Academy of Ancient Music
In the year 1710 a number of distinguished musicians and gentlemen formed a plan of founding a society for the study and practice of vocal and instrumental harmony, to be held at the Crown and Anchor Tavern in the Strand. The Society was called the Academy of Ancient Music, and Dr. John Christopher Pepusch, a native of Berlin, was one of its original founders. This institution continued to flourish till the year 1734, when, in consequence of dissension amongst the members, it would probably have been broken up, had not Dr. Pepusch generously undertaken the charge of it, and personally superintended the instruction given to the pupils. This medal was an honorary reward for successful students. The device is copied from a picture by Andrea Sacchi, called "Apollo rewarding Merit and punishing Arrogance."
Richard Yeo RA (ca. 1720 - 1779)
From 1737 Yeo produced silver season tickets for entry to Vauxhall Pleasure Gardens. Other notable works include the official medal commemorating the Duke of Cumberland's victory at the Battle of Culloden in 1746, the medal for the Academy of Ancient Music in 1750, and the Chancellor's Medal for Oxford University in 1752.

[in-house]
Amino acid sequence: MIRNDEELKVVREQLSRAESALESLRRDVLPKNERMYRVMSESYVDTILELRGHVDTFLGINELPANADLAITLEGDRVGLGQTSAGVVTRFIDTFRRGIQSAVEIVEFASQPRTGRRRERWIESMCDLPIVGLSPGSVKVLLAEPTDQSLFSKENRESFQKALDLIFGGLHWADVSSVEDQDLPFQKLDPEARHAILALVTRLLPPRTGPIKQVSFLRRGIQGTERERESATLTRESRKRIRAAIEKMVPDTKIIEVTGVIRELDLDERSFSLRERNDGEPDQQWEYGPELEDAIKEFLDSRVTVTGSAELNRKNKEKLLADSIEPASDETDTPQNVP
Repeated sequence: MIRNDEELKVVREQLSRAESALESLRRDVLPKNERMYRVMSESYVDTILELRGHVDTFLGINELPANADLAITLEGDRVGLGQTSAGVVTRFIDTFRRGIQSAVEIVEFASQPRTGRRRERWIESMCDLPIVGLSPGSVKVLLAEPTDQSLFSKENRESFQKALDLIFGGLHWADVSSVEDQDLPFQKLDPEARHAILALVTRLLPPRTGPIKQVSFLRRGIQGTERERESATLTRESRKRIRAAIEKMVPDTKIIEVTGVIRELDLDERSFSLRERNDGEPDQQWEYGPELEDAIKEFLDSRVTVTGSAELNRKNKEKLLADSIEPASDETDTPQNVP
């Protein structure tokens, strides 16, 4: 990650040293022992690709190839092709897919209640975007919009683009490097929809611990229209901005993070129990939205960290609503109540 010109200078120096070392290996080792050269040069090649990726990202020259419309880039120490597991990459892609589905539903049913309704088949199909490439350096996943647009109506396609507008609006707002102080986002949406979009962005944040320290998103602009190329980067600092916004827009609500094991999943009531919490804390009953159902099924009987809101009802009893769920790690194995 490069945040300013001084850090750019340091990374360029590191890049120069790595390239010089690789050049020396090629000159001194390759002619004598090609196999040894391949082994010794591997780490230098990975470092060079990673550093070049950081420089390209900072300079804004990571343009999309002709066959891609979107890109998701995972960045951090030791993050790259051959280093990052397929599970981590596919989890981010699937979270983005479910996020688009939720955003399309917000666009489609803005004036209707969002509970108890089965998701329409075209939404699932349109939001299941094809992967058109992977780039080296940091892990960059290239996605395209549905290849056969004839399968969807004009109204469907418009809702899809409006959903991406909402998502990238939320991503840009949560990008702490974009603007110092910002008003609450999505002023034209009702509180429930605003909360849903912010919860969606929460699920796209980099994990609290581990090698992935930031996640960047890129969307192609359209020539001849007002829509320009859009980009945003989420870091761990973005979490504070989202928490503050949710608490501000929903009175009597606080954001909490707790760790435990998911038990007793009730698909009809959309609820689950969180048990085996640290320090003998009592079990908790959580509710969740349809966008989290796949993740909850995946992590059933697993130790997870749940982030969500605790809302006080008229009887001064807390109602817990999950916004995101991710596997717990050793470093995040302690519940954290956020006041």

In 1749 Yeo began a life-long career at the Royal Mint working as an engraver, becoming chief engraver.
In 1768 he resigned from the Society of Artists to become a Founder Member of the newly-formed Royal Academy. Yeo was one of few early Academicians who were not painters or sculptors.
He exhibited works in plaster, sealing wax and gold in the first two Royal Academy exhibitions, although much of his time was occupied with duties for the Royal Mint. Yeo occupies a prominent position in Johann Zoffany's The Portraits of the Academicians of the Royal Academy (1771-2), where he is seen examining the life model.
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